“Volunteering with SERVE was one of the best experiences I’ve ever had. I am proud of the cookbook that we produced, which not only contains plenty of tasty recipes but also displays the amazing work that each volunteer has done around the world.”
The first thing that I remember arriving in Cebu was the wonderful smells and aromas that wafted around the city and of course, the heat! All around were street vendors selling an array of local delicacies, smoke coming from different stalls dotted around the city, with Jeepneys flying past blowing their horns. After a long flight, we had finally arrived in the hustle and bustle of Cebu, the second-largest city in the Philippines after Manilla.
I did not realise upon arriving how much of our volunteering experience would revolve around food! Food is the substance of life; we need it for energy. However, what we forget sometimes is just how much we as humans connect over food. Having previously worked as a chef, food is something that I have always been passionate about. When we think of culture, food plays a massive role in it, and people are usually proud to teach others about dishes that originated from their country or culture.
SERVE’s work with the Badjao
In Cebu, SERVE work alongside the Badjao tribe through their partnership with the Presentation Sisters. Lack of education, clean water, housing, and unemployment are just a few of the issues facing the Badjao people, a nomadic tribe of fishermen, who face discrimination every day in the Philippines. However, spending time with the Badjao, you would never realise the issues they face daily.
Every person you came across, would connect with you through a friendly smile to make you feel welcome and comfortable. Playing with the children in the schoolyard at break time was always a great experience, as they ran around playing games, happily singing and shouting, without a care in the world!
My Fondest memories
One of the things I loved about volunteering in the Philippines and working with the Badjao people was to see how the children were encouraged to come into school every day by getting a meal. The daily hot meal that the children received when they went into school meant that their parents knew that their child was getting fed a nutritious meal that day. It also meant that the children could spend the day learning instead of fishing or working.
Some of the happiest memories I have whilst volunteering was of helping my host family and the teachers in the school to cook some traditional dishes. After a morning of volunteering, the teachers in the school would come together with the volunteers to prepare lunch. Everyone played their part in chopping, peeling, cooking, and cleaning. We used every bit of food, and nothing went to waste. I remember the first time the teachers taught us to make Crema de Mango (mango float), how they gave us pieces of the freshest succulent mango you’ve ever tasted, and how proud they were of the delicious tasting Mangos they produce in the Philippines (one of their most produced crops). I remember the Wok dancing in flames in my host family’s house as we all waited at the table for Bam-I noodles to be served. Reading the SERVE cookbook brought back so many great memories of sharing stories over food and learning so much from amazingly kind and warm people.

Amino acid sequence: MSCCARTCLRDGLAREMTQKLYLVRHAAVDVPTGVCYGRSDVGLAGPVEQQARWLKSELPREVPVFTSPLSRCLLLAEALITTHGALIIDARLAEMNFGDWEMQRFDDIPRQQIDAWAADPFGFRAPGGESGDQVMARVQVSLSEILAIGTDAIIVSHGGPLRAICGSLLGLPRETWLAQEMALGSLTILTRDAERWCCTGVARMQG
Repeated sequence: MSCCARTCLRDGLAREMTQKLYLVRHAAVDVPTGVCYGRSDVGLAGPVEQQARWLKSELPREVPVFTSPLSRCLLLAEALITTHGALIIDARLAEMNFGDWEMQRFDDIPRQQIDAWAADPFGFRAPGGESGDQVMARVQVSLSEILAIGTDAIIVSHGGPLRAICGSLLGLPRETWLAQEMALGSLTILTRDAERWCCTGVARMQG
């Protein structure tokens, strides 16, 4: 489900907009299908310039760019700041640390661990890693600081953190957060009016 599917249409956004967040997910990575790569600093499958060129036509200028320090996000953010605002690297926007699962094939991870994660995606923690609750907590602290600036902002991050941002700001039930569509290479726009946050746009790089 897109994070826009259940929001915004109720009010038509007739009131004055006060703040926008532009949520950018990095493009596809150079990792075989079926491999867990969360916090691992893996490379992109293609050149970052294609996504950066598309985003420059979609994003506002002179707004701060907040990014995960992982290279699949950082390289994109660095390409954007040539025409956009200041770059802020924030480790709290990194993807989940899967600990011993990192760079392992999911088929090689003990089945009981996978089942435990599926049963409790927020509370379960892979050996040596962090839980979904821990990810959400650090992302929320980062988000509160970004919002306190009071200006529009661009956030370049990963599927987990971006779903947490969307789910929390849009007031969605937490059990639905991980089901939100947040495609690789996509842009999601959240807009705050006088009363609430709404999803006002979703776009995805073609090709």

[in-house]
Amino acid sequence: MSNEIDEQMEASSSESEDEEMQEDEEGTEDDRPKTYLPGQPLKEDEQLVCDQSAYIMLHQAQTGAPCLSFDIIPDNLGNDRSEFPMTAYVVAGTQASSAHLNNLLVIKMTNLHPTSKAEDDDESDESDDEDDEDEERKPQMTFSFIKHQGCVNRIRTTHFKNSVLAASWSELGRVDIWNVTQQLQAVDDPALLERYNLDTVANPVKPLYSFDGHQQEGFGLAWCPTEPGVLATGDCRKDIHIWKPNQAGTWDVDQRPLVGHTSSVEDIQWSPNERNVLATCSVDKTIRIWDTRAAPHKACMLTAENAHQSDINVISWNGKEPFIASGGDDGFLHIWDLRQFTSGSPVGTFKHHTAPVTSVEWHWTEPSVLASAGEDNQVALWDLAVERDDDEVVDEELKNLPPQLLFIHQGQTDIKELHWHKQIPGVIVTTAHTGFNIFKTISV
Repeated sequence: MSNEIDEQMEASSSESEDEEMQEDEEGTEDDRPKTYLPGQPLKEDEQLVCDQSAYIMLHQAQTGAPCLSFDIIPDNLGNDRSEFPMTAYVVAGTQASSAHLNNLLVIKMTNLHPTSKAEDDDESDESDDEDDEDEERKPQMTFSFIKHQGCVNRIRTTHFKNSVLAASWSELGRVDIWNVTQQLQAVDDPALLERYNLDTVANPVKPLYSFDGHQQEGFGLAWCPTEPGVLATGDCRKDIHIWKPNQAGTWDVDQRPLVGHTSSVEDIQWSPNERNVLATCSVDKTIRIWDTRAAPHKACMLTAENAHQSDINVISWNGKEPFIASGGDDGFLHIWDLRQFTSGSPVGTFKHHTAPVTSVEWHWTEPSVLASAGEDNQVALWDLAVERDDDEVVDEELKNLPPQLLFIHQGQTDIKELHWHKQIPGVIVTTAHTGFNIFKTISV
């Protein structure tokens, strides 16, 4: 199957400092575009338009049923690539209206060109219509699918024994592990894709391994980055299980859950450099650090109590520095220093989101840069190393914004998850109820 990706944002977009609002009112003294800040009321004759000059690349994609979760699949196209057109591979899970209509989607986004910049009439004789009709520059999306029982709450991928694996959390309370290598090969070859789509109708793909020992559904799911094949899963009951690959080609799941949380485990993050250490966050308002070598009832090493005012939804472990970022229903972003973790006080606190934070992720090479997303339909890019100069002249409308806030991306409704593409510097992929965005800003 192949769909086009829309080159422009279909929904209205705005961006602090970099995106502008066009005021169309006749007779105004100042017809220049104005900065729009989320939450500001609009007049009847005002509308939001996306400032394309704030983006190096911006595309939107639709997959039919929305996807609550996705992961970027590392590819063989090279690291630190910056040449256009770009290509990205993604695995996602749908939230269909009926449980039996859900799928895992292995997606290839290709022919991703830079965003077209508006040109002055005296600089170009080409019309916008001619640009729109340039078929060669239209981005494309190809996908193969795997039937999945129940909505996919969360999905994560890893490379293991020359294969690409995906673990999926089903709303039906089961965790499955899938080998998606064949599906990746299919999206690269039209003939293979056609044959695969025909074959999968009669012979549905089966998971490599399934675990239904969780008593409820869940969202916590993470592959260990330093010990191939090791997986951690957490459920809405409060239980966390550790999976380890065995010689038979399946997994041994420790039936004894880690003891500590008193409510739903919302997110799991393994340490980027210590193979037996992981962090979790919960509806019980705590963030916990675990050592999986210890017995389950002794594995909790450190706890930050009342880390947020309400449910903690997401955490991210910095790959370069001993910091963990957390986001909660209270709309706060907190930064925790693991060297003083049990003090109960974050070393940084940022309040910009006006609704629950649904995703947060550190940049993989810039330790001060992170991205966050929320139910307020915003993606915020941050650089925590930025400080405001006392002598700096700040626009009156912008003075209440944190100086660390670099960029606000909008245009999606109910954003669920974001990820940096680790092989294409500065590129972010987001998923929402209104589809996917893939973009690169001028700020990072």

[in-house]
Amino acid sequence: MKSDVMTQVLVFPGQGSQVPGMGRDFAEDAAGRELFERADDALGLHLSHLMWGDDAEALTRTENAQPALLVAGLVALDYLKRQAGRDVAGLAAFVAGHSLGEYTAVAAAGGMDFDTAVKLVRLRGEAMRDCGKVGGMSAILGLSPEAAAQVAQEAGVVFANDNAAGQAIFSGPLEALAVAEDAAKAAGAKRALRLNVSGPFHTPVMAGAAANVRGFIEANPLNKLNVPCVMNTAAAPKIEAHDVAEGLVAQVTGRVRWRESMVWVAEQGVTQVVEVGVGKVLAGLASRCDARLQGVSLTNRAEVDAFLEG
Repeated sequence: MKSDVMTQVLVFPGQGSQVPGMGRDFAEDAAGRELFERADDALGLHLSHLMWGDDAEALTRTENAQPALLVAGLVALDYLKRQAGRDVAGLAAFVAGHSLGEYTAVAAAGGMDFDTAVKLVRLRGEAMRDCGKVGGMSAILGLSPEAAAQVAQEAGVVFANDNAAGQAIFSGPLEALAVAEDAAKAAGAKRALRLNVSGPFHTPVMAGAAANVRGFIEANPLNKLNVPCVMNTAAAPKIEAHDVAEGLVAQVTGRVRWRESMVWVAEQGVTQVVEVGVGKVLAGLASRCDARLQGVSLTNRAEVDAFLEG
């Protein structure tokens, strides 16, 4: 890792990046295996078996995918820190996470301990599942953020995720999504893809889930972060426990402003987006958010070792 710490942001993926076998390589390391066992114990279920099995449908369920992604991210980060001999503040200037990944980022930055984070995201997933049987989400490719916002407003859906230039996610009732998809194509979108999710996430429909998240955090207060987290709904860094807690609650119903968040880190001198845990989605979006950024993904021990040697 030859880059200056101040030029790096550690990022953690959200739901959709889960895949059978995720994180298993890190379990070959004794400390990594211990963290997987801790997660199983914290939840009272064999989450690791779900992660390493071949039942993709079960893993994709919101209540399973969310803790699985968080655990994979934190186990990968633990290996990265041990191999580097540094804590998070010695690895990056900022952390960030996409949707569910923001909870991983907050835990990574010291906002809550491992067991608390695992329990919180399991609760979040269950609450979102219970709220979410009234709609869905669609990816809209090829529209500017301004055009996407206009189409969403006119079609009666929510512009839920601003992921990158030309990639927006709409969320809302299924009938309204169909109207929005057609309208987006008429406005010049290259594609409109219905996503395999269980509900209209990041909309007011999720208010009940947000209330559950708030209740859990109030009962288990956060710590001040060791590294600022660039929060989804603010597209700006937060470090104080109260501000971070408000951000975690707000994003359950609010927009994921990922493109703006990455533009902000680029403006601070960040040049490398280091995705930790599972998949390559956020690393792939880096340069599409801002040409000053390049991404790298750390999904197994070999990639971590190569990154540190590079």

On our final day at the Redemptorists, where we had stayed for the first and last week of our volunteering, all the host families came together, and we shared the traditional dish of Lechon (a whole roasted pig). We laughed about the great times we had spent together. We shared stories of culture, learning from each other as we discussed things over our delicious feast.
That is the best thing about food. It brings people together, and when people from different cultures come together to talk and learn from each other, it can only lead to a better world.
My final thoughts
Aside from my experience, volunteering with SERVE taught me to:
- respect other cultures
- always try and learn from others
- be grateful for how lucky we are
- give back whenever we can
Sometimes in the madness of life, we can lose track of how lucky we are to have what we sometimes consider ‘basic luxuries’ like food in the fridge, running water, or a roof over our heads.
Volunteering with SERVE was one of the best experiences I’ve ever had. I am proud of the cookbook that we produced, which not only contains plenty of tasty recipes but also displays the amazing work that each volunteer has done around the world. The smell or flavour of food can bring you back to an exact time and place in your life. Every time I make something from this cookbook, I know I will be transported back to the time I had volunteering in the Philippines with SERVE.
The recipes for Mango Float and the Lumpia (Philippines Spring Rolls) in our SERVE’d Up Cookbook are sponsored by Temple Café, Galway City, owned by Seb Taylor, a SERVE volunteer who spent a month working in the Badjao tribe in 2013.
Temple Café is a ‘Social Business’, meaning they give back to the local community. Their aim is that, by coming in and supporting their local business, you are also supporting local suppliers and, in turn, local charities. They pride themselves on using fresh, organic, and local ingredients wherever possible.
Feed the mind, fuel the body, free the soul! To find out more, visit cafetemple.com